New Spring 2018 Courses

The College of Science has developed several new courses that you might find interesting for the Spring 2018 semester. 

Title Course CRN Time Description
Finding New Worlds ASTR 115 21828 TR 1:30 – 3:30 p.m. Topics include the search for planets outside the solar system, and new developments in the theory of solar system formation with an emphasis on student-led investigation using public sources.
Scientific Basis Climate CLIM 690 20511 R 4:30 – 7:10 p.m. A rigorous treatment of global warming, especially with regard to anthropogenic causes, based on the IPCC 4th Assessment Report “The Physical Science Basis.” Topics include 1) Overview of observed climate, 2) Variability of climate, 3) Modeling of climate response to greenhouse gas forcing, 4) Greenhouse gases, chemistry, and aerosols, and 5) Projections of climate change and its societal impact.
Image Operator CSI 789 21470 R 4:30 – 7:10 p.m. Digital imagery is flooding our social networks and information channels, and the analysis of images has once again become a forefront of research. However, the dissemination of analytical protocols has been fragmented and often vague. Researchers describe similar processes in wholly different manners. This course will introduce a new mathematical framework to describe image operations, and it will link the mathematical descriptions to the Python scripting language. Students will explore this framework through several examples and projects.
Histotechniques EVPP 413 21907 T 9 – 11:45 a.m. Introduces theory and methods for the preparation of tissue samples from animal or plant specimens for examination with light or electron microscopy.
Infectious Disease of Wildlife EVPP 460 /
EVPP 560
20362 /
20363
R 4:30 – 7:10 p.m. Examines infectious diseases of wildlife with emphasis on causes and mechanisms, pathobiology, ecology and epidemiology and population significance. Explores methods of diagnosis, control, prevention and outbreak investigation as they apply to management and conseration of wildlife populations.
Special Topics: Microbial Ecology EVPP 490-006 20968 W 1:30 – 4:10 p.m. Studies relationships between microorganisms and their natural environment, and methodology for observing the microbes in nature and the biochemistry of environmental systems. Includes discussion of the role of microbes both in creating and removing toxic threats in the environment. Laboratory component includes field sampling/analyses and laboratory isolation and identification of microbes as well as measurement of their physiological activities.
Lab EVPP 490-202 20969 W 4:30-7:10 p.m.
Environmental Science Data
and the R language
EVPP 505-006 21465 W 4:30 – 7:10 p.m. Documenting and publishing analysis methods are necessary to reproducible science. This course will introduce users to documenting and sharing the workflows and pipelines used in their processing and analysis protocols.

You will be introduced to the fundamental concepts and framework of the R language focused on the basics of data types, data manipulation, control structures,  functions, and data visualization methods through use case scenarios of environmental data.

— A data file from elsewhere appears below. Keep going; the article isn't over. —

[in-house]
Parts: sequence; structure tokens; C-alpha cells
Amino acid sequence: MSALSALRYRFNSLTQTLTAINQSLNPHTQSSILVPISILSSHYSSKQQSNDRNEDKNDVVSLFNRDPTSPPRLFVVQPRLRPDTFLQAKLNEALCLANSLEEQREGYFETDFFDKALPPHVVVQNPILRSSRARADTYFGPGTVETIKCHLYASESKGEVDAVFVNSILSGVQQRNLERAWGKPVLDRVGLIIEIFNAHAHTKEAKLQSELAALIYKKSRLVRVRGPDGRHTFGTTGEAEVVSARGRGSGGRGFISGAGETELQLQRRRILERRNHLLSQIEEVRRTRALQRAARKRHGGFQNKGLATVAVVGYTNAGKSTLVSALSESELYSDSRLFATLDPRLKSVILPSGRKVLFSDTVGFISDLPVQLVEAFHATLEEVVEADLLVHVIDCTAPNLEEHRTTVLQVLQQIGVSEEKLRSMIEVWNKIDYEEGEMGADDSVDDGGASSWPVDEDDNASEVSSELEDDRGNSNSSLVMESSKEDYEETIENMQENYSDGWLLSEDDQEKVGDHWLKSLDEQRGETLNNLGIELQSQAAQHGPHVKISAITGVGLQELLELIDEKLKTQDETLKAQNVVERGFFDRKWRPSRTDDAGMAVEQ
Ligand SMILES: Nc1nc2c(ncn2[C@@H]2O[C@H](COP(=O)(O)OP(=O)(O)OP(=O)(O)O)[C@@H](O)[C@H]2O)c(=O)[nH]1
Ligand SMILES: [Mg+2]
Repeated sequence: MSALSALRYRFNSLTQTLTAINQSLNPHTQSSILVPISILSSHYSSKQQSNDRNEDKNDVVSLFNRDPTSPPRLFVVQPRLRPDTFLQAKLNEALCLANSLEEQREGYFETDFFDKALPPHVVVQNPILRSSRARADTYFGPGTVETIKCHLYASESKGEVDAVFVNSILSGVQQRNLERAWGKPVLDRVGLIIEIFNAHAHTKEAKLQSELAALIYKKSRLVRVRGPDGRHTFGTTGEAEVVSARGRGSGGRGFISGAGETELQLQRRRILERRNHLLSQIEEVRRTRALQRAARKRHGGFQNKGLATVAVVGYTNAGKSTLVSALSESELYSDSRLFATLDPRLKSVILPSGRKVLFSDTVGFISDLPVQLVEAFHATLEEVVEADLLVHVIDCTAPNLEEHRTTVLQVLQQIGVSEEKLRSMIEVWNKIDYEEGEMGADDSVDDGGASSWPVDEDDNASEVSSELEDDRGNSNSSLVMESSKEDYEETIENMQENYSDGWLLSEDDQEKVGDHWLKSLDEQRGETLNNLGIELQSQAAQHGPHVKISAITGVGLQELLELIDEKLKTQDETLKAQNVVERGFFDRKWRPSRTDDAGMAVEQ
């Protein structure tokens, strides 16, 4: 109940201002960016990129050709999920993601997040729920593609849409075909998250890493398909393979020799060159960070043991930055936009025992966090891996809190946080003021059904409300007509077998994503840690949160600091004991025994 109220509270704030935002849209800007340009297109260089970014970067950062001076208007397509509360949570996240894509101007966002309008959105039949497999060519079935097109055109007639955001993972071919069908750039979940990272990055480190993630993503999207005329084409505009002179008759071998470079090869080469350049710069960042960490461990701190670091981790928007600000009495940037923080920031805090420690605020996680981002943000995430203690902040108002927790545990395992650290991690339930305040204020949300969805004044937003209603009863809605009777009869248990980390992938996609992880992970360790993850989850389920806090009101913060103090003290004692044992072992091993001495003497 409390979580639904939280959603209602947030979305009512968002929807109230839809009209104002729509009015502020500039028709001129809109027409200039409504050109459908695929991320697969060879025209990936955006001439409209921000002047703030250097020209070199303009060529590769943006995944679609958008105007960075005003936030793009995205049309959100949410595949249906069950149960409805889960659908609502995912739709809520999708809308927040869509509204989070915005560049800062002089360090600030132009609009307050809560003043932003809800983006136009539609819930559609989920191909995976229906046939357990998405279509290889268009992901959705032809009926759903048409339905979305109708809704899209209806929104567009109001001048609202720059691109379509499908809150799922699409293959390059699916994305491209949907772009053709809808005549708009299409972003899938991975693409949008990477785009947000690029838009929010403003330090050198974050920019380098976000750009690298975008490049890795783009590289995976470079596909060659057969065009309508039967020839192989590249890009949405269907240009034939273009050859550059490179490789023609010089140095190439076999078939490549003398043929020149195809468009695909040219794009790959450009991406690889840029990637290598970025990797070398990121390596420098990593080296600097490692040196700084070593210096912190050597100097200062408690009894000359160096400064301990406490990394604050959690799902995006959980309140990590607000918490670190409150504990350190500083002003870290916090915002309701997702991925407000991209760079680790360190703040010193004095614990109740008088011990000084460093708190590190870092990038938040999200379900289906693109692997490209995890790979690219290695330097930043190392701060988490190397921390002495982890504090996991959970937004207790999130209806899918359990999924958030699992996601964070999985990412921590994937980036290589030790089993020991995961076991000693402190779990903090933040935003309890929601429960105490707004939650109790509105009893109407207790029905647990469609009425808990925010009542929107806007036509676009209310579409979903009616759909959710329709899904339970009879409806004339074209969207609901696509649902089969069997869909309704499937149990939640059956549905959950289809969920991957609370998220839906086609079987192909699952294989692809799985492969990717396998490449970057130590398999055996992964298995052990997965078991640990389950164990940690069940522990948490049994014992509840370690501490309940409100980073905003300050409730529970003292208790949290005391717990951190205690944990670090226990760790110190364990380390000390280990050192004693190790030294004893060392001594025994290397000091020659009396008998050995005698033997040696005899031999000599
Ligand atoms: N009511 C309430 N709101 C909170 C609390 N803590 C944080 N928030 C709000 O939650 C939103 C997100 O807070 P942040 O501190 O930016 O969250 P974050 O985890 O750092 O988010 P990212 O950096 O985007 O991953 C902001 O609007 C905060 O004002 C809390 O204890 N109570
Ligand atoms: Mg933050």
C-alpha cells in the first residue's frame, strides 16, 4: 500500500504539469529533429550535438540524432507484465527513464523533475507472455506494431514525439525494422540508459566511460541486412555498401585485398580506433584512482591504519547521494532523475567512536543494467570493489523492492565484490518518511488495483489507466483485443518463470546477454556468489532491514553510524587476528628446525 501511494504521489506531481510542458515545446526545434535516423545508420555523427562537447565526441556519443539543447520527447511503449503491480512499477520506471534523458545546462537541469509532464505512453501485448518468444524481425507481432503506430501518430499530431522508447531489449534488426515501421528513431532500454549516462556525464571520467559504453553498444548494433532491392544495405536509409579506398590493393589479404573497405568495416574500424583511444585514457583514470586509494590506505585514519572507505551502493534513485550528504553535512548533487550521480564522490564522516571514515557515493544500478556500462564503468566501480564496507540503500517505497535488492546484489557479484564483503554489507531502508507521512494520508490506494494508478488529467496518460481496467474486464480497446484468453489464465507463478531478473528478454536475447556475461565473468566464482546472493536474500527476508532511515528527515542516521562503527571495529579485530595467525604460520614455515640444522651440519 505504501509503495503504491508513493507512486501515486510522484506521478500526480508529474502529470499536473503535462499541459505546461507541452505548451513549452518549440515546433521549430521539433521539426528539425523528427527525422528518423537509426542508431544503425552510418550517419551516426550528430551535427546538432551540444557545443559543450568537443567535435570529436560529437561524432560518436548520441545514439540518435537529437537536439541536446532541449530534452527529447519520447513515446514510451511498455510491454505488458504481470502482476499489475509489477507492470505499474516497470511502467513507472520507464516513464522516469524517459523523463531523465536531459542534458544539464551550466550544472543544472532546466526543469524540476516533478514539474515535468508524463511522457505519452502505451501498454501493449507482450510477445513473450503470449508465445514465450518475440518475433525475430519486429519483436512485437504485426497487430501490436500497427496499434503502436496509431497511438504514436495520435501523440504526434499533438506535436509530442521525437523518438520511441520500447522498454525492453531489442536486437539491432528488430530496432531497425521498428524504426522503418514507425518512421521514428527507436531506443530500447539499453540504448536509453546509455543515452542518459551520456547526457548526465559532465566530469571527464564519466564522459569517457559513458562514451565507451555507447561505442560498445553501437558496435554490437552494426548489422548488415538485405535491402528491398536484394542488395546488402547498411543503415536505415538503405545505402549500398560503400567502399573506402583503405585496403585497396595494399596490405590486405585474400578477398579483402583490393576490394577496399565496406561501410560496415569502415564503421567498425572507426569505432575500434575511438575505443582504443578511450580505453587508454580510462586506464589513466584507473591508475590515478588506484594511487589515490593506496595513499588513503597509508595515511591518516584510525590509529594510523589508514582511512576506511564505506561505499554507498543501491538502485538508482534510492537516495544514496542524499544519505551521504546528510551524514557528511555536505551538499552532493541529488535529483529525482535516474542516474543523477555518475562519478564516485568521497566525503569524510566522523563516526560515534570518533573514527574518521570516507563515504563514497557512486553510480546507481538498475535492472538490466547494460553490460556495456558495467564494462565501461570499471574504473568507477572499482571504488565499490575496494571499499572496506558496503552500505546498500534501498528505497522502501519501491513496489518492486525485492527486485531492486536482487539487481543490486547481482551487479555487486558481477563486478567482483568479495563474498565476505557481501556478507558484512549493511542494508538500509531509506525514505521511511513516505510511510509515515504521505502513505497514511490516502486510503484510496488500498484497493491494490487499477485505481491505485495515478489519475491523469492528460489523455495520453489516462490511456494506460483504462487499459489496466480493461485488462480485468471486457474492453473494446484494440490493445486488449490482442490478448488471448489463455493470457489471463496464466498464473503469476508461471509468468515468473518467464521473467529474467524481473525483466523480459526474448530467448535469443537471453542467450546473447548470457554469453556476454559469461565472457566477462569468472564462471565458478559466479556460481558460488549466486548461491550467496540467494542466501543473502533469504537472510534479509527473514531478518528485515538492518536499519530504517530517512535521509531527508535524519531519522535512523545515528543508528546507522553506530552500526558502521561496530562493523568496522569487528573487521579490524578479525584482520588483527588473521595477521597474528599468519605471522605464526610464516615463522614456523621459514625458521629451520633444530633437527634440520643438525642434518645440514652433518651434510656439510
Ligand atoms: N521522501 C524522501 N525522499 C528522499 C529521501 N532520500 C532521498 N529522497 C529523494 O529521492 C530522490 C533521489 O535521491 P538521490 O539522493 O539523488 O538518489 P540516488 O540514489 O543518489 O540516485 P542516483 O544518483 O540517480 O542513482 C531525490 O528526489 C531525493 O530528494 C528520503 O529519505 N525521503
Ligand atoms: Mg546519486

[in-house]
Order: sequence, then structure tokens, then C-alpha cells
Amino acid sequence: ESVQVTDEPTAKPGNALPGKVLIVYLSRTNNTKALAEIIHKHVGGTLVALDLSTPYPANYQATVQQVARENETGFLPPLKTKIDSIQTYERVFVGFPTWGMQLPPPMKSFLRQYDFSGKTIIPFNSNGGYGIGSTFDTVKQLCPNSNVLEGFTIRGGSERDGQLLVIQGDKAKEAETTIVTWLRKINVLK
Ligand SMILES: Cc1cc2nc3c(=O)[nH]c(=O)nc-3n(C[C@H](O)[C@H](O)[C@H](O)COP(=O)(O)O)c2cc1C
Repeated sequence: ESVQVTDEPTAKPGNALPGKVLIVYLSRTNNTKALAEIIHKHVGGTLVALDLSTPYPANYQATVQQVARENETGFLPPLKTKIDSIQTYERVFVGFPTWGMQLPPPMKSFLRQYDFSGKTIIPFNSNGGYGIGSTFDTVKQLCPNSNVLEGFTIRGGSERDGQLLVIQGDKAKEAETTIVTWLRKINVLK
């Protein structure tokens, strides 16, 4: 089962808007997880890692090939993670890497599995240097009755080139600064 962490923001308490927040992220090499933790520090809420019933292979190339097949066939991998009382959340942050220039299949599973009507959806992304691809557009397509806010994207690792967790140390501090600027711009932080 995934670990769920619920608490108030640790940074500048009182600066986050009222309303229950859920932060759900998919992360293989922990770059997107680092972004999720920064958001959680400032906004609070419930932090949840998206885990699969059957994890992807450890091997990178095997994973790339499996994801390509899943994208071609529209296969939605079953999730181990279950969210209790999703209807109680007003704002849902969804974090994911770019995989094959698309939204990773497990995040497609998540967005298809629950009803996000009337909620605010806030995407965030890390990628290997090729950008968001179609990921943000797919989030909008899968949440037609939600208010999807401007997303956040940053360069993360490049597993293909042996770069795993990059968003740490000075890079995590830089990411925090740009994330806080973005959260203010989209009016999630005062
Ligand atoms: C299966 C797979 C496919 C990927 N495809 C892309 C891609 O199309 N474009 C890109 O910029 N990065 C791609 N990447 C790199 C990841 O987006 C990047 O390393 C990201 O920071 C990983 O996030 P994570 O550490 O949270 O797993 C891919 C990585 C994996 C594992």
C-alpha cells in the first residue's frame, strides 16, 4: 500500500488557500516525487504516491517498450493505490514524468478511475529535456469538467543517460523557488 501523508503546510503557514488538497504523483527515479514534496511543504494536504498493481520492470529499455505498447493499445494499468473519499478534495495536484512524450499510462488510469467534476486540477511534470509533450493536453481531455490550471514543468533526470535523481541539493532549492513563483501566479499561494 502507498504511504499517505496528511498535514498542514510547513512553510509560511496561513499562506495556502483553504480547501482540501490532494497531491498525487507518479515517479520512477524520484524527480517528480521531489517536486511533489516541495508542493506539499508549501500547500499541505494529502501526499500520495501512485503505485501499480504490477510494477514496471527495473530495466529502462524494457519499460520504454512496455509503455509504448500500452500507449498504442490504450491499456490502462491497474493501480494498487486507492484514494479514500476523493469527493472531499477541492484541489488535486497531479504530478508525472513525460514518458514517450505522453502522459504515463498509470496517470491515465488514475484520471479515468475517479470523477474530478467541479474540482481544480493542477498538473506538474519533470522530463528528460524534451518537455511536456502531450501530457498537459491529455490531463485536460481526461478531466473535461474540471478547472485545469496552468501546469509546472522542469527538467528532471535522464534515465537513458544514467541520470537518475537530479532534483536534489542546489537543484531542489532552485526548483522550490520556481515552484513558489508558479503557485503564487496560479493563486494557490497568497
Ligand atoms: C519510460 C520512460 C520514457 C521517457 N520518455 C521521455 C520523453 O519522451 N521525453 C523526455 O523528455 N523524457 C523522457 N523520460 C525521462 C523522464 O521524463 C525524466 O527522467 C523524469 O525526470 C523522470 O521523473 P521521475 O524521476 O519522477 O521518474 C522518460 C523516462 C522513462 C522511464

Zebrafish Neurodevelopment Laboratory NEUR 406 22470 R 10:30 a.m. – 1:10 p.m. Zebrafish (Danio rerio) are a powerful model system used in neuroscience, biology and pharmacology research. In this laboratory, you will use zebrafish as a model to study vertebrate nervous system development. You will learn basic techniques for manipulating, imaging, and analyzing zebrafish embryos, while performing experiments to investigate the structure and function of the nervous system in healthy and diseased states. You will work with other students to design and carry out a novel scholarly research project.
Science in the Political Realm PHYS 390-002 /
PHYS 590-002
21214 /
21225
MW 9 – 10:15 a.m. “Science in the Political Realm” will highlight how lawmakers’ policies affects science and vice versa. Learn how science influences policy on topics from climate change to healthcare, nuclear weapons proliferation to science education. Learn how policy and regulation influences science and innovation and visit with lawmakers to discuss your policy issue of interest.
Introduction to Exoplanets PHYS 390 /
PHYS 590
20148 /
20149
TR 1:30 – 2:45 p.m.
Geomagnetism PHYS 390-003 /
PHYS 590-003
21861 /
21869
W 1:30 – 4:10 p.m.  The Earth’s magnetic field is our most detailed example of a planetary magnetic field, and provides us insight into the mechanisms behind all planetary fields. To understand the origins of the Earth’s magnet field, we will examine the structure of the Earth, basic  fluid mechanics and electrodynamics, magnetohydrodynamics, mathematical methods, geomagnetic field, dynamo theory, MHD dynamos, turbulence, and the geodynamo.
Seminar on Energy Innovation PHYS 390-004 /
590-004
22363 /
22377
R 7:20 – 10 p.m. PHYS 390/PHYS 590 brings decision makers and thought leaders to Mason to share their insights on key issues and trends driving innovation in the energy sector. Students will receive interactive exposure to the business, technical, and policy principles driving the low-carbon energy movement, and the STEM implications of the transition.
Planetary Atmospheres and Ionospheres PHYS 465 21347 W 7:20 – 10 p.m. An interdisciplinary introduction to the fundamental physics aod chemistry of the atmosphere-ionosphere system. The focus is on the governing equations of atmospheric and ionospheric dynamics with a systems (science) approach to the atmosphere-ionosphere coupling processes. Topics include observational and modeling techniques in the Earth’s upper atmosphere as well as recent progress in planetary atmosphere-ionospheres and planetary missions.